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RENZOIWASOFTENreferred to as a jewel, and it was rare for those enjoying their first glimpse of the island kingdom from the air to disagree.

There was one airport on the island, and the coastal route from the international airport hub to the walled city capital of Fort St Boniface was considered by many to be one of the most beautiful stretches of road in the world, beloved by film crews over the years, and by those with a head for heights, the nerves for hairpin bends, and a love of dramatic seascapes.

Many travellers who arrived on the island took the less dizzying option of a transfer on one of the water taxis that ferried their passengers across the glittering waters of the grand harbour.

You could no longer gawp at the luxury yachts moored in the deep water as they were now floating, with their billionaire occupants, in a brand-new purpose-built marina on the opposite side of the island, contributing to the island’s thriving economy and reputation as a haunt for the rich and famous.

These days the only obstacles to negotiate on the short crossing were a few sailing and fishing boats. Part of the charm of St Boniface was that it remained a working harbour.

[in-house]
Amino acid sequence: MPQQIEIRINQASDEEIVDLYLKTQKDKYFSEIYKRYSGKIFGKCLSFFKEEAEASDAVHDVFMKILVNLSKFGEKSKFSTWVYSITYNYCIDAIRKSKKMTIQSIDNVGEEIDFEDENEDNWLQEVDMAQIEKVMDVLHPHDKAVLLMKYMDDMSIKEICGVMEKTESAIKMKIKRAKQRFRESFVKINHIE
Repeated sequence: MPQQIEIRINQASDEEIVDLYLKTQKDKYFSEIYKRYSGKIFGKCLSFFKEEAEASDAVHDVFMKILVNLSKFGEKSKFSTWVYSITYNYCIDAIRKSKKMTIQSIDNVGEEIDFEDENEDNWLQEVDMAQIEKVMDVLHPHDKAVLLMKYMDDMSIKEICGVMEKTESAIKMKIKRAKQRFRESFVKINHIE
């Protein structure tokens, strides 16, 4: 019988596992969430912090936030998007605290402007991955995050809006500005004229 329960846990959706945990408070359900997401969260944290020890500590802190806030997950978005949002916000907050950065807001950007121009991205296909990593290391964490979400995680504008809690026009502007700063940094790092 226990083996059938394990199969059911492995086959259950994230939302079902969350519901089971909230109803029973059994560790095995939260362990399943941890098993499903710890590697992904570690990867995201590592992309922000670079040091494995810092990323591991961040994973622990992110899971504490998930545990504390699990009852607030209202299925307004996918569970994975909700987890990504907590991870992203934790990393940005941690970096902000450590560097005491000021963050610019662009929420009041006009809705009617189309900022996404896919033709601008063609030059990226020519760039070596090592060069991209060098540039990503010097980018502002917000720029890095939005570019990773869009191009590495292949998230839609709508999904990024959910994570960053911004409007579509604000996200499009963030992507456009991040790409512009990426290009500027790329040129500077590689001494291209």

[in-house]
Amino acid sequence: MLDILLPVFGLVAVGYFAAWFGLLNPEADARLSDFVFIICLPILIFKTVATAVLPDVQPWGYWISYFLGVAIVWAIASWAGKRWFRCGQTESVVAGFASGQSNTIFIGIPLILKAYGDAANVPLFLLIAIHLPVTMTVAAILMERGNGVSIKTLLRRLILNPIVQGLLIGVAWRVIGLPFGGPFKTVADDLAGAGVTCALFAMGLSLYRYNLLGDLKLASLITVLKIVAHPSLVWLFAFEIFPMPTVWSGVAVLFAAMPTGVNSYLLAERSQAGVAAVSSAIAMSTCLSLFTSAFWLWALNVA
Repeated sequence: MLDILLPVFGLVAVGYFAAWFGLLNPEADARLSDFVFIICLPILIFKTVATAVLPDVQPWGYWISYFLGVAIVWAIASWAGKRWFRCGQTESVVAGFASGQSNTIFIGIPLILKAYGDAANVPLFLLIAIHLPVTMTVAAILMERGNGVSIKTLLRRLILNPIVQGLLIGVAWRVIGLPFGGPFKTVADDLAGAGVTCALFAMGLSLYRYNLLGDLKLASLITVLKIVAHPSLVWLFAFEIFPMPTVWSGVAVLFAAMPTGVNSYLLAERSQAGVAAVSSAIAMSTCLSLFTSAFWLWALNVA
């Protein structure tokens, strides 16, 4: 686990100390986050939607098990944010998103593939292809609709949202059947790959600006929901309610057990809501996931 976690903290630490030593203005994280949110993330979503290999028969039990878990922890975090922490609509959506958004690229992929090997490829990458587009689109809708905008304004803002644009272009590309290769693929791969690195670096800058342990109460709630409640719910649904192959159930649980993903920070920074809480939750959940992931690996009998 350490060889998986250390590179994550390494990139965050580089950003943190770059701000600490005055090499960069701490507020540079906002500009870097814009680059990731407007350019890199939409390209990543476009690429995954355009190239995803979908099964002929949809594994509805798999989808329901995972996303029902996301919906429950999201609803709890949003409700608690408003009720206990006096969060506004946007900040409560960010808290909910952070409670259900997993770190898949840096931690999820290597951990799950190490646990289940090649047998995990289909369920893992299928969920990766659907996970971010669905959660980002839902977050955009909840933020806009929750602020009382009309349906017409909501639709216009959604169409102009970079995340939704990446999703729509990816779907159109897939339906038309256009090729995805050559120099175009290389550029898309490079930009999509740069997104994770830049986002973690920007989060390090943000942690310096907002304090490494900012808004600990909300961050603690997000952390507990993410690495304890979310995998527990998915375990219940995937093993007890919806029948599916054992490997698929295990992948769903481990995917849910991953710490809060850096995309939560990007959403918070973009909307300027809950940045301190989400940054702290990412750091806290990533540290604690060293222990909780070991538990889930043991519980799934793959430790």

The short crossing offered the best view of the walled capital with its towers and domes. Dramatic though the capital’s architecture was, it was the royal palace centrepiece, rising like the top tier of a wedding cake above the medieval sprawl of picturesque narrow streets and cobbled squares, that everyone wanted to be snapped outside.

In daylight hours the sparkling stretch of water swarmed with brightly painted speedboats. Even as the sun was replaced by stars and a full moon, several continued to work the stretch, ferrying groups of eager tourists staring with wonder at the illuminated fairy-tale castle with its dramatic dome and myriad towers.

One such vessel held no tourists, it was not draped with colourful bunting, instead, it carried a solitary passenger and, for the observant, a discreet royal logo illuminated by the strings of twinkling fairy lights reflecting off the water as it reversed towards a pontoon that was set a little away from the main landing area where the tourist fleet was moored.

Seemingly not having the patience to wait for the final manoeuvre, the passenger leapt casually out over the several feet of water and landed with athletic jungle-cat grace on the gently swaying pontoon.

A figure who had been standing on the dock lifted a hand in greeting, pausing as the tall, loose-limbed, suited figure negotiated his way over the pontoon towards him.

‘I wasn’t expecting a reception party—’ the arrival began, only to pause as the phone in his pocket began to vibrate. He raised an apologetic hand. ‘One moment, Rafe.’

The waiting figure, who might have been considered tall himself had he not been standing beside the Prince, who stood six four in his bare feet, watched as a spasm of irritated comprehension moved like a slow ripple across the contours of the handsome carved features of the heir to the throne of Renzoi, before the silver-grey eyes lifted to make contact with his.